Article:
College can be a very big and frightening place for some. For incoming freshman, it is the beginning of a new adventure outside the ever-watchful eye of parents and other caregivers. For some, it is a time to get to know the adult they are becoming. But what about sexual education? Does it stop after high school? Should you have one more talk with your kid before they go off to college? In our experience, it isn’t about teaching them something new, but instead, expanding on what they may already know.
Parents, please do not jump into the conversation assuming that your college student knows all they are supposed to when it comes to sex. Most college students did not get proper sex education when they were in high school. Do not be afraid to ask them what they know about sex and most importantly for college students, consent. In order for the conversation to be beneficial for all, honesty and openness is vital and it helps to remind your child that this will be a judgment free conversation.
Remember the point is to educate and not to shame them for their thoughts or opinions. Also, as the educator in this talk, don’t be afraid to use examples from your life as well as other real-world examples. Sometimes people can fully understand a topic when they are able to see, using real life examples a clear example and how it can relate to them. For example, with the topic of consent, you can look up videos on YouTube and other current pop culture platforms to help you better get your point across.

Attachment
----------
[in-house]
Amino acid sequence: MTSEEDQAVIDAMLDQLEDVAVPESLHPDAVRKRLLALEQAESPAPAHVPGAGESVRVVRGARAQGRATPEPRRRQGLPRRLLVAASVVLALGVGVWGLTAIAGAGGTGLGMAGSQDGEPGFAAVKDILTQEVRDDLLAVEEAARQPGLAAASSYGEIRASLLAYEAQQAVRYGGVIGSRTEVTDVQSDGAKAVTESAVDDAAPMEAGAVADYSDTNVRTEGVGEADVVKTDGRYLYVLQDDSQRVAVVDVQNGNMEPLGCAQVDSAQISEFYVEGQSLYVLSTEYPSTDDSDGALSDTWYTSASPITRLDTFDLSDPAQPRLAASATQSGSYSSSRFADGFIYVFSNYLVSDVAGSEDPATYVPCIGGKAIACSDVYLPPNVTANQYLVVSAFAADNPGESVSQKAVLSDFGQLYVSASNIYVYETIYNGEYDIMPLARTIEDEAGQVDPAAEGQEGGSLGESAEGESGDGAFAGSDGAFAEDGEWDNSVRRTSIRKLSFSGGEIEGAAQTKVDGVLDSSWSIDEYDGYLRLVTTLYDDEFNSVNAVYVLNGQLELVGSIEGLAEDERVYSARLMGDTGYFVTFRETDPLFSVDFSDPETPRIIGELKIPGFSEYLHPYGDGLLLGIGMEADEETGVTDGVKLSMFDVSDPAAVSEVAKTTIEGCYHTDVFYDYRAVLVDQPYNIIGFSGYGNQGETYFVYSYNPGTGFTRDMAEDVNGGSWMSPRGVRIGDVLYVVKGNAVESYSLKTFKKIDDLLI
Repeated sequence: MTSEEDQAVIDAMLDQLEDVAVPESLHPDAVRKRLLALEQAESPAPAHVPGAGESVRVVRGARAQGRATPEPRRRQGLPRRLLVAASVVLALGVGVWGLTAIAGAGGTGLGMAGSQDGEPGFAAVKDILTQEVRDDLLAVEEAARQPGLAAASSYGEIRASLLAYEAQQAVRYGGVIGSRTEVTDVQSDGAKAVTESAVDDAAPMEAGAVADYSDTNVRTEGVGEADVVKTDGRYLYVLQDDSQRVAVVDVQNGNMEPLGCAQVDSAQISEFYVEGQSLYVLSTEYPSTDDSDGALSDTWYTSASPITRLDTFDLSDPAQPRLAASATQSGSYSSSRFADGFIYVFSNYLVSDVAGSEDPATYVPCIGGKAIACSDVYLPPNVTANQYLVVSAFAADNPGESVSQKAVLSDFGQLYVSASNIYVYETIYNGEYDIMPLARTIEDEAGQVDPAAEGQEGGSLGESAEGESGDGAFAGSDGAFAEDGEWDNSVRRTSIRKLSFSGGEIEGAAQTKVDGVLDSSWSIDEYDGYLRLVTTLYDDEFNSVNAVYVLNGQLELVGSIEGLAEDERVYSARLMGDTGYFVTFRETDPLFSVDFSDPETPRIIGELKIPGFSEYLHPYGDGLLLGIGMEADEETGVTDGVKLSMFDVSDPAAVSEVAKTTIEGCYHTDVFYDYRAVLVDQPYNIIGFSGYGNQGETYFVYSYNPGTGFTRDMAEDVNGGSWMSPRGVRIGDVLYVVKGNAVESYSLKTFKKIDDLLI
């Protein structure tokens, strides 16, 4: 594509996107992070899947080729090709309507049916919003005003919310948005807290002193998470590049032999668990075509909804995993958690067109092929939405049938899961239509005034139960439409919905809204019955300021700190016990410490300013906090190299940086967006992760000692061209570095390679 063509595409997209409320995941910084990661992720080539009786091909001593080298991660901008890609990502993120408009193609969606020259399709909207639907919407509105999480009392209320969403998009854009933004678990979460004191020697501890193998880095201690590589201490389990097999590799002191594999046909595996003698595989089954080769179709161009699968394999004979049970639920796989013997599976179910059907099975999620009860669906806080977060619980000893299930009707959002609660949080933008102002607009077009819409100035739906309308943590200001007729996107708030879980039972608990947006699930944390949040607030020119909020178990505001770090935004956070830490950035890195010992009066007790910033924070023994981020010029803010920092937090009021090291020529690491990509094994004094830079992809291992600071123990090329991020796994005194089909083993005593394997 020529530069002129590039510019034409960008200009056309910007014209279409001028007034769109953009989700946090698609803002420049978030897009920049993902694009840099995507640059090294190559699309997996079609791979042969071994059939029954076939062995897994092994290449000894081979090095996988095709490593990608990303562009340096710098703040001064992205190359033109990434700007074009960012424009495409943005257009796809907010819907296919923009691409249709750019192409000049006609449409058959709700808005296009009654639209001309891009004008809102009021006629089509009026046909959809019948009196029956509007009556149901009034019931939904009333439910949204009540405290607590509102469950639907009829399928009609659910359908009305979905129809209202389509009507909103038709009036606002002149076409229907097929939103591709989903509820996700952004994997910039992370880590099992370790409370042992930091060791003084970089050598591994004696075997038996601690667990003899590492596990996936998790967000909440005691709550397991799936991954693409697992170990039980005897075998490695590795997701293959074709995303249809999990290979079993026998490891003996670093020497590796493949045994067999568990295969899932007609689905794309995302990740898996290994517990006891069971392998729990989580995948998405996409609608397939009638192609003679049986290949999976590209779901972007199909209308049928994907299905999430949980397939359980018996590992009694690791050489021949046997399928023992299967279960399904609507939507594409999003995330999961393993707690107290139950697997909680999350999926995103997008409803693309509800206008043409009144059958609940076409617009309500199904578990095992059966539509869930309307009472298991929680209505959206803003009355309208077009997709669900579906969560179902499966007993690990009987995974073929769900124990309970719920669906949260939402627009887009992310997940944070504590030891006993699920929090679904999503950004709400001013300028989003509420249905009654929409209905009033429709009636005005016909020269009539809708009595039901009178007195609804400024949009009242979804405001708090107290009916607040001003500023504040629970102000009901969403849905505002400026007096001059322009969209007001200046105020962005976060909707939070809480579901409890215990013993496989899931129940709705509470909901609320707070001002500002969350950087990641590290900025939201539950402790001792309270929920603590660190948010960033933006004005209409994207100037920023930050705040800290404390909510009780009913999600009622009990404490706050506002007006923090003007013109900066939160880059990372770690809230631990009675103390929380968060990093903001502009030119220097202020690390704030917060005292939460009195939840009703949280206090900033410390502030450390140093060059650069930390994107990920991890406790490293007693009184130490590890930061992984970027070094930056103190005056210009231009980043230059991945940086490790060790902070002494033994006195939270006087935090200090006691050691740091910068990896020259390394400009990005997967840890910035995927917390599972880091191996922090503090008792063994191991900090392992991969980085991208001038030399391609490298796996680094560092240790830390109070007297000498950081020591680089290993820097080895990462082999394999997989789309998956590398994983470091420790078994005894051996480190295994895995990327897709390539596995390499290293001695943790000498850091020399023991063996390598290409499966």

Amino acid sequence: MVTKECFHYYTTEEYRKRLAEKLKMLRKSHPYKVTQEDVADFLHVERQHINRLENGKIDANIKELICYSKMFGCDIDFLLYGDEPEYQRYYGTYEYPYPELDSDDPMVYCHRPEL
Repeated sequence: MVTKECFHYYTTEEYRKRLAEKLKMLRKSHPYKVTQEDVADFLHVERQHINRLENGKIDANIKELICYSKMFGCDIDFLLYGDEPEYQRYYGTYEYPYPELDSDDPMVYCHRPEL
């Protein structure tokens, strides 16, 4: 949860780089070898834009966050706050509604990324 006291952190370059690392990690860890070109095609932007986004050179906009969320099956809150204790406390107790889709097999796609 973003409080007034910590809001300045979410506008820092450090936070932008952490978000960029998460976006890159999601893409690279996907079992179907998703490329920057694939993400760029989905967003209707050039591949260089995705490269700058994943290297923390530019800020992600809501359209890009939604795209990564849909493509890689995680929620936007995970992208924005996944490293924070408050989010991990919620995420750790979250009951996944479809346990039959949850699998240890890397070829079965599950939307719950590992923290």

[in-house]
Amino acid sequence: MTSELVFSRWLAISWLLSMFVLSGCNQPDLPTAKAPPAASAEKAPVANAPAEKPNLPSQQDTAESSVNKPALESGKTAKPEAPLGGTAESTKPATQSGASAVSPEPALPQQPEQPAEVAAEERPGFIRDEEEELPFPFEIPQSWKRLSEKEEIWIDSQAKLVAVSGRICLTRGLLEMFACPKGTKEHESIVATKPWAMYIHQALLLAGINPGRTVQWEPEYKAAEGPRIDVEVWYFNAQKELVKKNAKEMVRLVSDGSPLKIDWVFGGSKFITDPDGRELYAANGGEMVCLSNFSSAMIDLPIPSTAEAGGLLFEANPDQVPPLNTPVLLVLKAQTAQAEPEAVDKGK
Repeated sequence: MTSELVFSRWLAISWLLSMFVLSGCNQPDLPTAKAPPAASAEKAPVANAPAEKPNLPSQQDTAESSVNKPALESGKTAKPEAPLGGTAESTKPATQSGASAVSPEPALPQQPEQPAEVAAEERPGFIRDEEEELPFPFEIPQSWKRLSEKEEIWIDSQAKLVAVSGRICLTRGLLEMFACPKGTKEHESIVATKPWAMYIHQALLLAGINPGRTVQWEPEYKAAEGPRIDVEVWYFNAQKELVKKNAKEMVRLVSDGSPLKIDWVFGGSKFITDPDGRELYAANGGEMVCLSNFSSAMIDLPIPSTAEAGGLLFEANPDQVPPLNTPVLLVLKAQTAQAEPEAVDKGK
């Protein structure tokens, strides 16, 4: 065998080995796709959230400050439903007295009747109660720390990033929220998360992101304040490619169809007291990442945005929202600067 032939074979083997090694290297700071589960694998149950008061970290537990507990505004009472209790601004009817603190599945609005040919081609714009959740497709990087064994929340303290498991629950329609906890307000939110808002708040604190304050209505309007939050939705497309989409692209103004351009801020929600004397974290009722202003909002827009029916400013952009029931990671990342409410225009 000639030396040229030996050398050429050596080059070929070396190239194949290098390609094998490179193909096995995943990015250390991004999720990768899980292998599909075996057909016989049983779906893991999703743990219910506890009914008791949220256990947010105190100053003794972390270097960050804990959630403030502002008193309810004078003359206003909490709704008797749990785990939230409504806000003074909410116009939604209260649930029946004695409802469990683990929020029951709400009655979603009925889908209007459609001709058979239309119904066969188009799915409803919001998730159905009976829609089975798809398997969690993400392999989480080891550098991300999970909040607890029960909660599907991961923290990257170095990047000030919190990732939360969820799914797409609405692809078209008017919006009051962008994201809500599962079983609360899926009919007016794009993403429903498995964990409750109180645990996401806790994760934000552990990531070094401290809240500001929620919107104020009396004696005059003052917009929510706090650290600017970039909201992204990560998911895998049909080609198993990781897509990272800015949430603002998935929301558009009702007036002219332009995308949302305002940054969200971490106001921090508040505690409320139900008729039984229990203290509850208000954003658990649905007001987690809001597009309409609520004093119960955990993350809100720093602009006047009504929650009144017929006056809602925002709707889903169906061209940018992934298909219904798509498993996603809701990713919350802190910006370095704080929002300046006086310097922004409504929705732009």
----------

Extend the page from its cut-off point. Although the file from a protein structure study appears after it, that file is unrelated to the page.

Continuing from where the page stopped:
For college students focusing on consent is something we believe is most important. To speak to them about consent is something that can help them to better understand other things like empathy. Empathy helps them put themselves into someone else’s shoes. Another thing they can learn about is bodily autonomy. Autonomy helps them to understand that just as no one has the right to touch them without their consent, they have to respect others rights to their bodies as well. Expect there to be some pushback on a few things like drunk sex but stand firm. Make them understand it isn’t about that they think is right but about what the rules and the law say is right. It is a very serious matter and they should hear about it from you first before the school has to be involved.
By: Deven Alvarez and Dana Carter, YWCA Northern NJ healingSPACE’s Youth Prevention and Education Specialists
YWCA Northern New Jersey healingSPACE—the only Sexual Violence Resource Center of its kind in Bergen County—is a safe and welcoming place for survivors of sexual assault/abuse, their families, and friends. Our 24/7 crisis intervention hotline (201-487-2227) provides free and confidential assistance, and trained advocates provide counseling and accompany survivors through medical, legal, or other proceedings associated with sexual violence. Support is available to anyone who has experienced sexual violence, whether it happened hours or years ago. healingSPACE offers support groups, volunteer training, and educational programs for schools and businesses, and sponsors activities to raise community awareness about sexual violence.